I love stained glass. The church i went to as a kid had coloured glass panels . I guess you could call that stained glass. The first church my kids attended had a large stained glass window in the back of the sanctuary. You only saw it when you were coming in and then leaving for service. They were a concern to the board of directors because they leaked heat badly. My friend’s dad worked in stained glass as a hobby years ago. His were works of art. He had a shop set up with glass and lead organized in small cabinets. That kind of attention to detail I aspire to.
The church has some pretty neat stained glass. Interestingly, Dreamgirl’s favourite window is similar to 5 others except it has a purple coloured glass border. It really is a pretty piece. When I looked at the individual square tiles I noticed they were copies of each other. It looked like they were baked in a loaf and sliced. I am now reminded of the “Stained Glass Cookies” Dreamgirl bakes every Christmas. They are like that only real glass. I’m hungry. Cole, a 16-year-old who volunteered at our church camp this summer, stopped by and, when I hypothesised how I thought the glass was made, told me he thought they were laid out in a sheet and fired. Pfft! Teenagers think they know everything when really, they are just learning. I smiled and pretended his theory had validity.
Stained glass causes you to pause. You do more than just stare at the beauty, you look at each piece and realize they were hand laid individually. You stand and this is where you listen for the still, small voice of God. Even though I spent considerable time staring at them, and knew that they would need work because of their age, someone had to point the blemishes out to me. A missing piece in this square, cracks running through these. Even though I am now aware of those blemishes, These windows still make me stop and stare. Dreamgirl has the same effect on me.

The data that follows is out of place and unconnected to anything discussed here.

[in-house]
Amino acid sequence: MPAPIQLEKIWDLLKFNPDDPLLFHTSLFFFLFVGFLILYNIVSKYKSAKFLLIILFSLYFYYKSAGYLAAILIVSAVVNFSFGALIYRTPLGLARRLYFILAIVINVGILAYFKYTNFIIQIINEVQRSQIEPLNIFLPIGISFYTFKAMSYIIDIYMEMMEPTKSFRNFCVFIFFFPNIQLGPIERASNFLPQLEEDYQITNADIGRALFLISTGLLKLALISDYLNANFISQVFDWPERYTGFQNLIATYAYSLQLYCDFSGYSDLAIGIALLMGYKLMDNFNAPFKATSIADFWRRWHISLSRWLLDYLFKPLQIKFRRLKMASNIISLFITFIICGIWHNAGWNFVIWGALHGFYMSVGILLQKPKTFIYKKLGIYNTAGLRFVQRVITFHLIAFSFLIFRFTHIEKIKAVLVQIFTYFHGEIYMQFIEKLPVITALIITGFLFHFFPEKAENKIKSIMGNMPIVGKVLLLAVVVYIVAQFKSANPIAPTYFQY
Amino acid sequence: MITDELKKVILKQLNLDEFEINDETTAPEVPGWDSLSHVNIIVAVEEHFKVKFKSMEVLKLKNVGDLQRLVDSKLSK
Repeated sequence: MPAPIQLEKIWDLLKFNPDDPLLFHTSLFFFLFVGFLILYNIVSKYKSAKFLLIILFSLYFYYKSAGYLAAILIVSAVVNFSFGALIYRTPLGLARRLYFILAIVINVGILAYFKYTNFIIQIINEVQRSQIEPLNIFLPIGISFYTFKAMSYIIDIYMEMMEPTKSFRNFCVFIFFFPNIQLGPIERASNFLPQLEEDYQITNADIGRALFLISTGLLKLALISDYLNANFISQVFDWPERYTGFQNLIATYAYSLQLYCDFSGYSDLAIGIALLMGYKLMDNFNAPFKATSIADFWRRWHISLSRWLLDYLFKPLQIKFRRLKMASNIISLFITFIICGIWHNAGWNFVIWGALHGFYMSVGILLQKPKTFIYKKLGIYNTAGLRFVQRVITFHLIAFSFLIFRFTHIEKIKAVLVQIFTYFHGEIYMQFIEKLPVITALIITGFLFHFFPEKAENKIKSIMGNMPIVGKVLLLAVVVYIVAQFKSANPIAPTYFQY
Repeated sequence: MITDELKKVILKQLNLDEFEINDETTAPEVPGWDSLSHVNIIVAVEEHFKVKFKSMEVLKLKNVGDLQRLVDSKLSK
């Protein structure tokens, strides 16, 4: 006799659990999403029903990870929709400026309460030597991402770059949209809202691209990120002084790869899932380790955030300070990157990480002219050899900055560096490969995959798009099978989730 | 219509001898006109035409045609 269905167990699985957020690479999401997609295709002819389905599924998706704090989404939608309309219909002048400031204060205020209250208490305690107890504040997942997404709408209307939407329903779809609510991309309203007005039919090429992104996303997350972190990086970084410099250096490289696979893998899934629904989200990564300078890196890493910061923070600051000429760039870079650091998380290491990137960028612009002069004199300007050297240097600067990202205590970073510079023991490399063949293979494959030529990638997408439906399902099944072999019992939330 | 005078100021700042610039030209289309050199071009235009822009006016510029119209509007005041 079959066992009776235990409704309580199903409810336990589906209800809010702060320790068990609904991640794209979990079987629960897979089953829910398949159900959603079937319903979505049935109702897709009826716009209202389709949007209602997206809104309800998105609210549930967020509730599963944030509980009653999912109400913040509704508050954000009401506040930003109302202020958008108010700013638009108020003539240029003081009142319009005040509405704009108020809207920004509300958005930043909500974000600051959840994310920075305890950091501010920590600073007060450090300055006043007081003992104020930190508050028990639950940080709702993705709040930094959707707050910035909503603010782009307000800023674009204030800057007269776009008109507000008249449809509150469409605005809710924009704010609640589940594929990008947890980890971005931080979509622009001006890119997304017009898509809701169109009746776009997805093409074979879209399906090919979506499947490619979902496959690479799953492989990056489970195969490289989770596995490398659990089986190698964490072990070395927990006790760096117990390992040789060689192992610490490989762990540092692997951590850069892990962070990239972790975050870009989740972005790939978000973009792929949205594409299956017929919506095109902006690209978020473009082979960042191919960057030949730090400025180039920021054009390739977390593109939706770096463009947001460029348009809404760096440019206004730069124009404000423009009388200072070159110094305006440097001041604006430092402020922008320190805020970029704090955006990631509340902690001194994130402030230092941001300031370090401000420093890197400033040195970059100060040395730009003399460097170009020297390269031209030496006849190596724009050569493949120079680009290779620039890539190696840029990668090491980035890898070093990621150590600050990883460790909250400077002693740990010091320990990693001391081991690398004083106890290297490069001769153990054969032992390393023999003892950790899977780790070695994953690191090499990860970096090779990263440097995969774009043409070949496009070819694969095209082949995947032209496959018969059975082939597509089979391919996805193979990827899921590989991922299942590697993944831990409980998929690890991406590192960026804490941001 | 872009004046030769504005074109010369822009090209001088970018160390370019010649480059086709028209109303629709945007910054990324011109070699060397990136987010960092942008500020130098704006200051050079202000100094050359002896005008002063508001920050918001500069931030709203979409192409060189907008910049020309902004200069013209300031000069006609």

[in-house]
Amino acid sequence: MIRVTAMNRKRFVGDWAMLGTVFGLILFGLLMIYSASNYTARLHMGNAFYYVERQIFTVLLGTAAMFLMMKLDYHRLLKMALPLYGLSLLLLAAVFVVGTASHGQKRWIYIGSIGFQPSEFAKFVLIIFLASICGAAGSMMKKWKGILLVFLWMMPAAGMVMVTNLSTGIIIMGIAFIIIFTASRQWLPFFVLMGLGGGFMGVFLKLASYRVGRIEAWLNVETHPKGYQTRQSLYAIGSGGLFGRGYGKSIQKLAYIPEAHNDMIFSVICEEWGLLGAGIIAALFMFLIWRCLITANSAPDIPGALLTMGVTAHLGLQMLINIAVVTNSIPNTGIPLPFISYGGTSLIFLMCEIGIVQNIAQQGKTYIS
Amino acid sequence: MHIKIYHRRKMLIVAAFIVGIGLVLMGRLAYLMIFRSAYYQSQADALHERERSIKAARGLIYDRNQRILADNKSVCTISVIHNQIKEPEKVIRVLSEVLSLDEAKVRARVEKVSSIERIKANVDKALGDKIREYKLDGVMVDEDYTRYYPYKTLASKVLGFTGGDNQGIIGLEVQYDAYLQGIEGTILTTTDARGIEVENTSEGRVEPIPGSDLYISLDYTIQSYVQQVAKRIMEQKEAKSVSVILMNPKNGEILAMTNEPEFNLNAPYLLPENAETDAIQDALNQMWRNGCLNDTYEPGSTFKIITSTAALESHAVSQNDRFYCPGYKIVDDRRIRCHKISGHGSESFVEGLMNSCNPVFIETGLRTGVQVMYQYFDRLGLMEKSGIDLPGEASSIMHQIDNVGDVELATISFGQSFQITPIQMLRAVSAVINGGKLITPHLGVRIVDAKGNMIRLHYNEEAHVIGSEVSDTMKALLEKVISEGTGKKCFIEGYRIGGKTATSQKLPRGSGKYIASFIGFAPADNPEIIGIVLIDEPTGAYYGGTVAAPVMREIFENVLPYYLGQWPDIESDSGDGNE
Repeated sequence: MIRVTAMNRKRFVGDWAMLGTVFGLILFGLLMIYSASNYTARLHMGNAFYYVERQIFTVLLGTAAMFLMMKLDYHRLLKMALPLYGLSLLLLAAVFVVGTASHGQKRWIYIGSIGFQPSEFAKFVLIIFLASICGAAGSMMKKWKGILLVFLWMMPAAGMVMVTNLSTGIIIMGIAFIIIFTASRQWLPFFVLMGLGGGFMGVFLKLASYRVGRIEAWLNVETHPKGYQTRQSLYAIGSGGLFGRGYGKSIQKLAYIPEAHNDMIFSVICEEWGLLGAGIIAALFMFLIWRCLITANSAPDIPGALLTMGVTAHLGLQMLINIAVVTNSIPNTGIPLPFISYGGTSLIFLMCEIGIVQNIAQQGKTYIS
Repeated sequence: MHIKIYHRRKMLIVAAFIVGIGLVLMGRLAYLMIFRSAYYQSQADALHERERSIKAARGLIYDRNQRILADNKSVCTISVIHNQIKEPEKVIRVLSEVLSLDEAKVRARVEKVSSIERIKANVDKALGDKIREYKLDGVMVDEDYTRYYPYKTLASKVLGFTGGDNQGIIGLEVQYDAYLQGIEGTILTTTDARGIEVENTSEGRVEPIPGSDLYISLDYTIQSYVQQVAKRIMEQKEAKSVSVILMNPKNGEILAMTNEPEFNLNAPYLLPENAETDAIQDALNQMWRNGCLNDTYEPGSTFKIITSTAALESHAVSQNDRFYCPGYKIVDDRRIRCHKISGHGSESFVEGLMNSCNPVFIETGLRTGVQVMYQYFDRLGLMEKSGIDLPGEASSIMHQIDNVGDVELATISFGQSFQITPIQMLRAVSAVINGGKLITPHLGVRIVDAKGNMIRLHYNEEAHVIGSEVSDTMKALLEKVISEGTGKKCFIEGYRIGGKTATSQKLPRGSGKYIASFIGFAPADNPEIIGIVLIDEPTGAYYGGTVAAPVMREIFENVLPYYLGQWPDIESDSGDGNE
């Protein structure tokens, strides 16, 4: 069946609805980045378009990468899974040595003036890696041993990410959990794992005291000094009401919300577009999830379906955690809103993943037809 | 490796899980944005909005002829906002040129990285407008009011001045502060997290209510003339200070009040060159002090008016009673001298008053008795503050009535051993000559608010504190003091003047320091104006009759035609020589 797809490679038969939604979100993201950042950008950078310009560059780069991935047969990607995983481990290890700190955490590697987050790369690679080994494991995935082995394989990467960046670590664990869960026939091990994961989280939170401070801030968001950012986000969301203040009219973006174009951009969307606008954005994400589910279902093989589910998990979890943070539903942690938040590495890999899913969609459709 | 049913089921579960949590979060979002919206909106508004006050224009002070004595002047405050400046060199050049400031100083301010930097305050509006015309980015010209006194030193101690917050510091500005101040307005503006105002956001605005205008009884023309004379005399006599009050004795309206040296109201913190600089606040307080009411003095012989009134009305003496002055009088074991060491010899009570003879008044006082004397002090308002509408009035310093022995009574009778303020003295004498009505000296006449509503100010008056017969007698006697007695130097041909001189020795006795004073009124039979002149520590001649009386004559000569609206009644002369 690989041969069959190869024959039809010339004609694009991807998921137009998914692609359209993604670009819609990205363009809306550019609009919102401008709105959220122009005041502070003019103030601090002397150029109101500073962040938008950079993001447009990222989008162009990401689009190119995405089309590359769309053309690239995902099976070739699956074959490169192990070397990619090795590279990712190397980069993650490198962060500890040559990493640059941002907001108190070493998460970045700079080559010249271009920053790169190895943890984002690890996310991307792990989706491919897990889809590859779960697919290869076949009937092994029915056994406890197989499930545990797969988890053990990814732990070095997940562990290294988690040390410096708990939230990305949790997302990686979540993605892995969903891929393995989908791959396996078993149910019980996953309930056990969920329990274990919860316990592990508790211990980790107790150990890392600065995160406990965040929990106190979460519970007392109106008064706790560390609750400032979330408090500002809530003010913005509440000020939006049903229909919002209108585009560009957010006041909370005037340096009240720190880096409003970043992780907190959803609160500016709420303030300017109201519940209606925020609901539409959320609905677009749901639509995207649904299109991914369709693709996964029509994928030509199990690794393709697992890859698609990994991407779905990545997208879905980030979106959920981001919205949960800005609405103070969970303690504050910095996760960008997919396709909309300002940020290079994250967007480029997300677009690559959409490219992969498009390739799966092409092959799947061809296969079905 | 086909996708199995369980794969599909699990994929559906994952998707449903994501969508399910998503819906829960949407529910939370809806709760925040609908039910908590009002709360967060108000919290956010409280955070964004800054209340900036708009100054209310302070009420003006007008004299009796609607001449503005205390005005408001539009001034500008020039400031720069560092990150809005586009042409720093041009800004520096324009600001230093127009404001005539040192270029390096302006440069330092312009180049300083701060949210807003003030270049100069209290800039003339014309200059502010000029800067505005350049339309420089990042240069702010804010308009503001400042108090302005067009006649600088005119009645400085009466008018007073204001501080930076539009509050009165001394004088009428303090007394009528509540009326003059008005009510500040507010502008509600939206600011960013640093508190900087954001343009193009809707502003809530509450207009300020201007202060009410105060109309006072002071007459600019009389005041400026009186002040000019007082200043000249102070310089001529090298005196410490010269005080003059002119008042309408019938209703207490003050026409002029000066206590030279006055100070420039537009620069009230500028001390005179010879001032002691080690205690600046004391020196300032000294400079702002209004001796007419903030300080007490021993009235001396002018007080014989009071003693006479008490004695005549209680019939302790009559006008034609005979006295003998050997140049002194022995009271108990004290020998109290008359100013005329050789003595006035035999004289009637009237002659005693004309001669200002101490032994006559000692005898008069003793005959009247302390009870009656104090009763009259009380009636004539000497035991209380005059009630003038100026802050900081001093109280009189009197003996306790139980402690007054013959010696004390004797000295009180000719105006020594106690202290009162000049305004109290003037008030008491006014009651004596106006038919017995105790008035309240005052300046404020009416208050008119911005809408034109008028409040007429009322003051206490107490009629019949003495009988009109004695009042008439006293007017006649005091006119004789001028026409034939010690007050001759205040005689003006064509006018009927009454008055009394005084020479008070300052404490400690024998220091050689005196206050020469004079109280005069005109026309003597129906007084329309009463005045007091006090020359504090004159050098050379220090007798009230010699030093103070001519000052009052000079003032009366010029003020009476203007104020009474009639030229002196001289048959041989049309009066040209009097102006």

I have no idea what to do with these windows. Our desire is to keep the church looking original from outside. We’ll keep the shape of the windows but here’s the thing: I like to look outside. I like to see what my neighbours are up to. I look outside every night before bed. I’m not sure what I’m looking for, maybe I just want to know we are safe before I close my eyes. I also want to see what the neighbours are doing. Growing up, the story was told of a delivery person who tore back the paper covering of a mattress so the kids in the window could see it before he took it into the neighbour’s house. I’m that kid. You can integrate the widows into modern vinyl frames with thermal qualities but they are still just translucent, no spying on the neighbours. We could mount them on a swing in frame and use them as blinds or a window covering but that seems like it would use up valuable space. You could hang them beside the windows but that would take up space and look museum like. This is one problem I have yet to solve.
The local restaurant had an Art in The Park event. There were several people there that worked with stained glass. One fellow though, had windows that looked like they belonged in a church. Dreamgirl spoke to him and he showed a photo album of the work he has done. I brought a sample of the stained glass from the church. He gave us some insight into them. They were made near the turn of the century (meaning 1885 not 1985, different turn of the century). Interestingly the yellow center images on each panel was silver staining. This was done through a silk screen process on sheets which were then fired to cause the staining. I have not told Cole he was right, that kid is smart enough already! He came to the church on his Harley Davidson Sportster. (That last line has nothing to do with the article, but I’m not allowed to have my own “hog” so I live vicariously…) He gave us a reasonable price on removing and restoring the windows. But I am still left with the question: how do I make these work?
While we work out a solution I am wasting a lot of time just staring out the window. Actually I am not wasting time. I am waiting on the still, small voice. Prayer is always answered.